2.5.10 African Water Facility (AWF): Housed at the AfDB, the AWF is launched to accelerate sector development through facilitation, capacity building and selected investments. It is aimed at supporting local initiatives (communities, municipality basin agencies) and would have flexible design and short reaction time.
2.5.11 NEPAD - Infrastructure Project Preparation Facility (NEPAD-IPPF): This facility is housed at the AfDB and is established to assist African countries, Regional Economic Communities (RECs) and related institutions to prepare high quality and viable regional infrastructure projects and programs, develop consensus and broker partnerships for their implementation. The sectors covered are ICT, transport, energy, water and sanitation.
Multilateral and Bilateral Initiatives
2.5.12 World Bank: Currently supporting multi-sectoral development initiatives in Nile, Niger, Senegal, and Lake Chad Basins in partnership with other multilateral agencies. The World Bank is a major partner in the Nile Basin Initiative where the African Development Bank is also taking part. The World Bank’s support involves IWRM policy reforms, institutional development and multi-purpose development.
2.5.13 European Union Water Initiative (EUWI): Launched at the WSSD in Johannesburg in September 2002, the EUWI has support programs organized by region. For Africa, the EUWI supports two programmes: Water Supply and Sanitation in Africa (led by Denmark) and IWRM and Transboundary Waters in Africa (led by France). The objectives of the initiative include the reinforcement of political commitment towards action and innovation oriented partnership, promotion of improved governance, capacity building and awareness, improved water management, strengthening co-operation through promoting river basin approaches in national and transboundary waters, and identification of additional financial resources.
2.5.14 The EUWI would be operating in the following river basins: Orange, Limpopo, Zambezi, Okavango, and Incomati in Southern Africa, Blue Nile or Lake Victoriain Eastern Africa, Senegal, Niger and Volta in Western Africa, lake Chad in Central Africa. NEPAD Short Term Action Plan would work closely with the EUWI to coordinate activities.
2.5.15 G8 Africa Water Action: As part of G8 Africa Action Plan, Canada has committed US$ 50 million to support fresh water resources initiatives in Africa.
2.5.16 German Sponsored Shared Rivers : The German initiative promotes competencies at basin level, and knowledge management of baseline information . The African Water Facility would implement the programme.
Medium to Long Term Strategic Framework
2.5.17 NEPAD Medium to Long-Term Strategic Framework (MLTSF): The NEPAD infrastructure programme has two components, the Short Term Action Plan (STAP) covering the period 2002 – 2007, and the Medium to Long Term Action Plan covering a longer time frame of 20 years. Following the review of STAP in April 2003, decision was made to shift away from the concept of long-term action plan to adoption of a strategic framework that would guide the implementation and further development of the NEPAD infrastructure programme.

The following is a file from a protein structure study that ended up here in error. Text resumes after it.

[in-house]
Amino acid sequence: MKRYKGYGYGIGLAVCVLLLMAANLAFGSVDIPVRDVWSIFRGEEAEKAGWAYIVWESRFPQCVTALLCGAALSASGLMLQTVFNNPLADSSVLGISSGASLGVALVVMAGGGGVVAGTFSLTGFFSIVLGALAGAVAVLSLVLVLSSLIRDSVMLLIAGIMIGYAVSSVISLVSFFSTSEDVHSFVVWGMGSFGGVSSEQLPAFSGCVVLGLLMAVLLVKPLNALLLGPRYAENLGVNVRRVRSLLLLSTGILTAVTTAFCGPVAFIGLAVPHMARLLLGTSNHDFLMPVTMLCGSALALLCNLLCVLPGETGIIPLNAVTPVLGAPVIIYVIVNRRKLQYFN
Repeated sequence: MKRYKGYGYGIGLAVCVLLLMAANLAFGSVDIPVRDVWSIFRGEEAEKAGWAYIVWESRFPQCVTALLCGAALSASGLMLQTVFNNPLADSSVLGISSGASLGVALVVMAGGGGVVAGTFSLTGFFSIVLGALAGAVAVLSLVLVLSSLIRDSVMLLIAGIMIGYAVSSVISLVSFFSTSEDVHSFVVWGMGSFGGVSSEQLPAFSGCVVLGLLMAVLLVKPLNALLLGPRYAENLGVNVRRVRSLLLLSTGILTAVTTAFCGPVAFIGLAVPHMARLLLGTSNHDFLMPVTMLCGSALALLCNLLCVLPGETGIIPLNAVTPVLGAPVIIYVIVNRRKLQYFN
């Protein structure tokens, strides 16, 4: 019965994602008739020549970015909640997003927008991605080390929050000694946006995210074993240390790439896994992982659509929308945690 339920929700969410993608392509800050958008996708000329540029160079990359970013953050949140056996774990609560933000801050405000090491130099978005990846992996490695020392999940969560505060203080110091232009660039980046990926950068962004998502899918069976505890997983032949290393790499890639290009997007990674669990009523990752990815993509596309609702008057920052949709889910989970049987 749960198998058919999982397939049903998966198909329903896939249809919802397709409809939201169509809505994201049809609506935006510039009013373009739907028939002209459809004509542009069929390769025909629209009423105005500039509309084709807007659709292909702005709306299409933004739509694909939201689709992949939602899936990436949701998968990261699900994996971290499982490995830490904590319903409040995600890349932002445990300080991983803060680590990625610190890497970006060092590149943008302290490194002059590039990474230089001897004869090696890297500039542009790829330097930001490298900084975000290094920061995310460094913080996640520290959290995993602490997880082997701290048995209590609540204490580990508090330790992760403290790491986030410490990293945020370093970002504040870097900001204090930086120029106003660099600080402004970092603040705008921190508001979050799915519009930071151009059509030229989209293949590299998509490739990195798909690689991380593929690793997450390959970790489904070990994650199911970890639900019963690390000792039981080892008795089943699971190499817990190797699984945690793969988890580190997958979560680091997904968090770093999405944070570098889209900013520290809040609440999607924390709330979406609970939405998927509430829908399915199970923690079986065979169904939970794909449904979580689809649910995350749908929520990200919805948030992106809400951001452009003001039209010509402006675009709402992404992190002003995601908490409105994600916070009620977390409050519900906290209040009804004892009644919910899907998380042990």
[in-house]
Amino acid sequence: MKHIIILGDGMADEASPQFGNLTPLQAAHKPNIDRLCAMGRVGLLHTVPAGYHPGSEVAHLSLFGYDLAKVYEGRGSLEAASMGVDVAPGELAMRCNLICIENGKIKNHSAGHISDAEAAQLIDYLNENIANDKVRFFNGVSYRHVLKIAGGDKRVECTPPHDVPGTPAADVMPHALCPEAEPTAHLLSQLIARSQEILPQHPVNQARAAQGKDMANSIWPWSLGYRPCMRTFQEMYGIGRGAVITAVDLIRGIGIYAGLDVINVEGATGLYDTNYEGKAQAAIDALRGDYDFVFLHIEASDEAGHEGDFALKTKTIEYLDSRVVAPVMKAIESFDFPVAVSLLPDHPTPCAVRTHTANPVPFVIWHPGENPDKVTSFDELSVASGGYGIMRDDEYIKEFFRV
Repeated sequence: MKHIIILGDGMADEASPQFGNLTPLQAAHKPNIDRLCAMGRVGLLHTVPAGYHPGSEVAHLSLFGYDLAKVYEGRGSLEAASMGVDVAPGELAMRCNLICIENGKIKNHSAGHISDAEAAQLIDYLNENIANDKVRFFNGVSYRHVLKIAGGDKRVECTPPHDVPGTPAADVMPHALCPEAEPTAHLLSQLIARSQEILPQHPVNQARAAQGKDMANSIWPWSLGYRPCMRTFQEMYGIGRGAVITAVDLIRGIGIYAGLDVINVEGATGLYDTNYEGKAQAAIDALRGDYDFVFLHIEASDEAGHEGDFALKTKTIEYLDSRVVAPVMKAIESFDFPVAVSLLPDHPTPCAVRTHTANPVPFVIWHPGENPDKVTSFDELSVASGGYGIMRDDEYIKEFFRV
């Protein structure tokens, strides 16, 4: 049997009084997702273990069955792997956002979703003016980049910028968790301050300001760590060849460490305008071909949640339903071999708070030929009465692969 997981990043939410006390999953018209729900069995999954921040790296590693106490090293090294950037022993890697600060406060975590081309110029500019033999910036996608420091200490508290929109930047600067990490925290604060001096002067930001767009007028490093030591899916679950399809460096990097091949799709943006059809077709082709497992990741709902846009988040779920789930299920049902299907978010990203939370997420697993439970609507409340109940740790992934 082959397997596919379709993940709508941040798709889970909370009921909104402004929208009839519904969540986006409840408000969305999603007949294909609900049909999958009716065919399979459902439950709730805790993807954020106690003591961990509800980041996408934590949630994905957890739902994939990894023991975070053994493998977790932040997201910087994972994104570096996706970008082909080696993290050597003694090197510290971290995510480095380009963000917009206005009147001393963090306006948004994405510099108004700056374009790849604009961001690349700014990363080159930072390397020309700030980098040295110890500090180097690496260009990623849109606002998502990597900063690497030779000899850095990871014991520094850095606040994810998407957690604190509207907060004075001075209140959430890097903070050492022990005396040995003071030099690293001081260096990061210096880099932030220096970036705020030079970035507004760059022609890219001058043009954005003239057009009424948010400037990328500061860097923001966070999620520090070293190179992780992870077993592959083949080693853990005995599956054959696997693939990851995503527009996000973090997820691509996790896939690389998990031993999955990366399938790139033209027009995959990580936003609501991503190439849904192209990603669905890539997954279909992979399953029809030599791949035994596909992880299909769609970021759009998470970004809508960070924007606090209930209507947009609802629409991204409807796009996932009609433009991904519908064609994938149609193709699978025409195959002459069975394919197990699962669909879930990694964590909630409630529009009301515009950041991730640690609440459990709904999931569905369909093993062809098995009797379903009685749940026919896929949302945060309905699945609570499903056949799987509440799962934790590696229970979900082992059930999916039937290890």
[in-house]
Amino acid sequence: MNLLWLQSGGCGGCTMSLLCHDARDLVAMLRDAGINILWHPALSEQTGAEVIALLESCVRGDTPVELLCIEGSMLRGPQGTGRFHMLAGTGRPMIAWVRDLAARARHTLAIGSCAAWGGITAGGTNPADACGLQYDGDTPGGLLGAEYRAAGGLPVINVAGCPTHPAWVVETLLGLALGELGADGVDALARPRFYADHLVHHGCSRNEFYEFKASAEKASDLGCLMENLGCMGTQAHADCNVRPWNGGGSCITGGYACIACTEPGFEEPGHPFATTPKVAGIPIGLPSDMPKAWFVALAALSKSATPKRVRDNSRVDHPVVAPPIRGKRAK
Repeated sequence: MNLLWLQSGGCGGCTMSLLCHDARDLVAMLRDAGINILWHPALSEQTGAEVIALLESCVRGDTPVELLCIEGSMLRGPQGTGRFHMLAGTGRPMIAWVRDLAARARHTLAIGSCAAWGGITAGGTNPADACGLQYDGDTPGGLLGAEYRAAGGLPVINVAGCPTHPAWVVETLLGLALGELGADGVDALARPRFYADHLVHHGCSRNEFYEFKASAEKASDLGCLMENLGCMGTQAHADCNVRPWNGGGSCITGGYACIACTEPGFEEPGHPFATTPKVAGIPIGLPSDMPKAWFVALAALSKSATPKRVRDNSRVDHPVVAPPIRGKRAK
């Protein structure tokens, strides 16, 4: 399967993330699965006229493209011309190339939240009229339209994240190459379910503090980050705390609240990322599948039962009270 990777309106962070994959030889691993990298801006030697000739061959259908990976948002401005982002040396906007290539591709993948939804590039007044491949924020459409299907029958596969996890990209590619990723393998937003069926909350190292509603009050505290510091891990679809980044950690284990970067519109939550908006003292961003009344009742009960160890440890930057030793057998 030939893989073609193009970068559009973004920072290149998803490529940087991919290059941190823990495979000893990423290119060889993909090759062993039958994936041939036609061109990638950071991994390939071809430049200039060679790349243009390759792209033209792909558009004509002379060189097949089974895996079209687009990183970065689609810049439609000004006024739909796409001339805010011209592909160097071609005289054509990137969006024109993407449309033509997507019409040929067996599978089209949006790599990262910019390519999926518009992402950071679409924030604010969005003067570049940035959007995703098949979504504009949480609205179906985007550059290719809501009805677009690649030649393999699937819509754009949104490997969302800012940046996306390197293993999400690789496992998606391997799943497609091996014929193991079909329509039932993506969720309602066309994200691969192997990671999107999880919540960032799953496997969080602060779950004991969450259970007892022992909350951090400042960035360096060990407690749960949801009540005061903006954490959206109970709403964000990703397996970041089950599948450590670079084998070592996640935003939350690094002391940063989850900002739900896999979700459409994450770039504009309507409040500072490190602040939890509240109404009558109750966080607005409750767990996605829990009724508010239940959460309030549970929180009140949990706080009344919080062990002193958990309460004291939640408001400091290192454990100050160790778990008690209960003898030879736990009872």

2.5.18 The objectives of the MLTSF are: (i) to provide a framework to guide the continuous and consistent development of infrastructure on the continent based on coherent strategic goals, and to define and institutea monitoring framework to track gaps and progress.
2.5.19 The Terms of Reference for the MLTSF has been agreed in consultation with the RECs and the study is expected to commence in 2004. The study would be carried out over a period of 18 months and would have a number of outputs comprising of strategic framework for: monitoring the implementation of the STAP, re-focusing the STAP on flagship/priority projects and take steps to accelerate implementation, preparing subsequent projects on the basis of coherent set of strategic goals and related flagship programs, forging partnerships and promoting NEPAD infrastructure program, and assessing the support needed by the RECs for the implementation and update of the STAP. The initial phases of the MLTSF would provide a smooth transition from STAP to a long-term infrastructure programme for NEPAD.
2.5.20 There are also a number of initiatives or cooperative programmes financed from bilateral and multilateral sources aimed at different target areas and regions in the water sector in Africa; for example, the Netherlands Government Water Partnership Programme. NEPAD infrastructure programme would develop partnerships with these and other initiatives.
|Short Term Programmes||Plan of studies for the 3rd term|
|Plan of studies for the 1st term||Guardian (UK); Governments must stop short-term outlook, warns un development head|
|Draft National Feral Camel Action Plan Executive summary||Part of Term codes: 1 = Full semester; B1 Block 1; B2 Block 2; int = Intersession; irr = Intrasession Short|
|1ac – Plan Text Plan: The United States federal government should modernize its system of locks and dams. 1ac – Inherency||Long-term goals|
|Long-term goals||Sources: un-term/un-interpreters|